“Bloody Mingo,” West Virginia's youngest county, was established in 1895 from the western portion of Logan County and named to honor the Mingo Indians. Coal was Mingo's birthright, but before the Norfolk & Western Railroad reached this far western section of the state in the 1890s, the area was as isolated as any part of West Virginia. It was the home of the mountaineers and, along with Logan County, the epicenter of the infamous Hatfield-McCoy feud. Mingo earned its “bloody” sobriquet when long-simmering disputes between labor and management boiled over on the streets of Matewan in 1920.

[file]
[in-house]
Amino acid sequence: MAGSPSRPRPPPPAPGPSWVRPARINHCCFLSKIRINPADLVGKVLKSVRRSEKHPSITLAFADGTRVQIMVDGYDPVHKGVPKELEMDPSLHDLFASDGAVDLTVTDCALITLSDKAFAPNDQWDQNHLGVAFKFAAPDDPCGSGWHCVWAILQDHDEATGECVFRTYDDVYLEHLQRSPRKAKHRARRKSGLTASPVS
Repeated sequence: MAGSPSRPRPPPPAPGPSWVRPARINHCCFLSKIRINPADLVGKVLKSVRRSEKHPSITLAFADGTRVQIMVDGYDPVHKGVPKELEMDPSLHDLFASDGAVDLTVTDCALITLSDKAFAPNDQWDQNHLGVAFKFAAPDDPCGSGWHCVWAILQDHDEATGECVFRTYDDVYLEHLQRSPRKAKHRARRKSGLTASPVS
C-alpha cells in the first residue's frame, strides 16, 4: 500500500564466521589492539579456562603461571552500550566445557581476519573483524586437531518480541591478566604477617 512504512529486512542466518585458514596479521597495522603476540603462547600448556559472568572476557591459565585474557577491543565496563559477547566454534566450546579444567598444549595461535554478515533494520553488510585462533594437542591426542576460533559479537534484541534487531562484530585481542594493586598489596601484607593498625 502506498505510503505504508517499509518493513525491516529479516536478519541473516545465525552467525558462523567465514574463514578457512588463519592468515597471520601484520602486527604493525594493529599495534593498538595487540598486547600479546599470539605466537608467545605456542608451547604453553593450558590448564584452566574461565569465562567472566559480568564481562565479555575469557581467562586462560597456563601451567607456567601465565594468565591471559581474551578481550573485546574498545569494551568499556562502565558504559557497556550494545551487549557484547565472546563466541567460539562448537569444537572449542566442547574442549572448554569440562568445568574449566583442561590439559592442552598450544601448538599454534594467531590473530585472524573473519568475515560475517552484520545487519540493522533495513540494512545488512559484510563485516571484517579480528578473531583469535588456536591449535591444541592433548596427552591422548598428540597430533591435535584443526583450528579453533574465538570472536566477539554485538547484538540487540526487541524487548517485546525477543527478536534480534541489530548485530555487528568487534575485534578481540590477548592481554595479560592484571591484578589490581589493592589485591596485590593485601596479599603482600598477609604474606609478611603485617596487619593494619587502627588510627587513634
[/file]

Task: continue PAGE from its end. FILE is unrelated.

Coal's boom and bust economy has determined the county's population. The 1900 U.S. Census counted 11,359, and after steady increases during the next several decades, the 1950 census recorded the largest population ever achieved, 47,409. By 2000, with both increases and decreases over intervening decades, the population had declined to 28,253.
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